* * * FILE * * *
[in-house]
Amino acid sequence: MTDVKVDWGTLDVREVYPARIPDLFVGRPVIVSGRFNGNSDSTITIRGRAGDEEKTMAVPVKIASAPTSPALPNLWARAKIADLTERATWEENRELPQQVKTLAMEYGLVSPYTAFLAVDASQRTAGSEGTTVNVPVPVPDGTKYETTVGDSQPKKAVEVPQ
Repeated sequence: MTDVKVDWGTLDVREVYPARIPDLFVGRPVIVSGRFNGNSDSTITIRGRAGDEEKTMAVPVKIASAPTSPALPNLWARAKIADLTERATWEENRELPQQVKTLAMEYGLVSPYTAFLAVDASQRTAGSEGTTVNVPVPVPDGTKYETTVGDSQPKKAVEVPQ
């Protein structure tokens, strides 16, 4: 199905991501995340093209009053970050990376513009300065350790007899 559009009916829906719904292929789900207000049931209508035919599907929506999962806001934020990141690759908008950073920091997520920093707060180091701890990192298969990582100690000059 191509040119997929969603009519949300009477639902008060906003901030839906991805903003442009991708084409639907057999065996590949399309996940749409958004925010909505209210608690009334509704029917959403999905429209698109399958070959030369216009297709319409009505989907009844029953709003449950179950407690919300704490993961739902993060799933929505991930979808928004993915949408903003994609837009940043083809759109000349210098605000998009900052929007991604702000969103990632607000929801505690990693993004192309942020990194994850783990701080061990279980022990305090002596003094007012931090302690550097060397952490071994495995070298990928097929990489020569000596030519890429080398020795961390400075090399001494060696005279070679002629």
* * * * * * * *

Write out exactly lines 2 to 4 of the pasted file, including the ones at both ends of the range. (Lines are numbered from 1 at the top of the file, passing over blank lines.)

Amino acid sequence: MTDVKVDWGTLDVREVYPARIPDLFVGRPVIVSGRFNGNSDSTITIRGRAGDEEKTMAVPVKIASAPTSPALPNLWARAKIADLTERATWEENRELPQQVKTLAMEYGLVSPYTAFLAVDASQRTAGSEGTTVNVPVPVPDGTKYETTVGDSQPKKAVEVPQ
Repeated sequence: MTDVKVDWGTLDVREVYPARIPDLFVGRPVIVSGRFNGNSDSTITIRGRAGDEEKTMAVPVKIASAPTSPALPNLWARAKIADLTERATWEENRELPQQVKTLAMEYGLVSPYTAFLAVDASQRTAGSEGTTVNVPVPVPDGTKYETTVGDSQPKKAVEVPQ
């Protein structure tokens, strides 16, 4: 199905991501995340093209009053970050990376513009300065350790007899 559009009916829906719904292929789900207000049931209508035919599907929506999962806001934020990141690759908008950073920091997520920093707060180091701890990192298969990582100690000059 191509040119997929969603009519949300009477639902008060906003901030839906991805903003442009991708084409639907057999065996590949399309996940749409958004925010909505209210608690009334509704029917959403999905429209698109399958070959030369216009297709319409009505989907009844029953709003449950179950407690919300704490993961739902993060799933929505991930979808928004993915949408903003994609837009940043083809759109000349210098605000998009900052929007991604702000969103990632607000929801505690990693993004192309942020990194994850783990701080061990279980022990305090002596003094007012931090302690550097060397952490071994495995070298990928097929990489020569000596030519890429080398020795961390400075090399001494060696005279070679002629």